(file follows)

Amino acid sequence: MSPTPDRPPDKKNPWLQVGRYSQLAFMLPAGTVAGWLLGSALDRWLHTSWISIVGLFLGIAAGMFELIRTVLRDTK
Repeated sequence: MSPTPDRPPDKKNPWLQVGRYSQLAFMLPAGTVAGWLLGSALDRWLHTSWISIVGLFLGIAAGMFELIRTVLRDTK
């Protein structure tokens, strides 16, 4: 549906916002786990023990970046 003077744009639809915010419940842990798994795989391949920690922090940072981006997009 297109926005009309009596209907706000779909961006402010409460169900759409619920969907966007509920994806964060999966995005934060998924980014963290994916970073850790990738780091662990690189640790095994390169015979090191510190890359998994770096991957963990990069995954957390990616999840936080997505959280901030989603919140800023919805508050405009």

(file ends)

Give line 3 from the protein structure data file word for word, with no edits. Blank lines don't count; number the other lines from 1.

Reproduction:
């Protein structure tokens, strides 16, 4: 549906916002786990023990970046 003077744009639809915010419940842990798994795989391949920690922090940072981006997009 297109926005009309009596209907706000779909961006402010409460169900759409619920969907966007509920994806964060999966995005934060998924980014963290994916970073850790990738780091662990690189640790095994390169015979090191510190890359998994770096991957963990990069995954957390990616999840936080997505959280901030989603919140800023919805508050405009």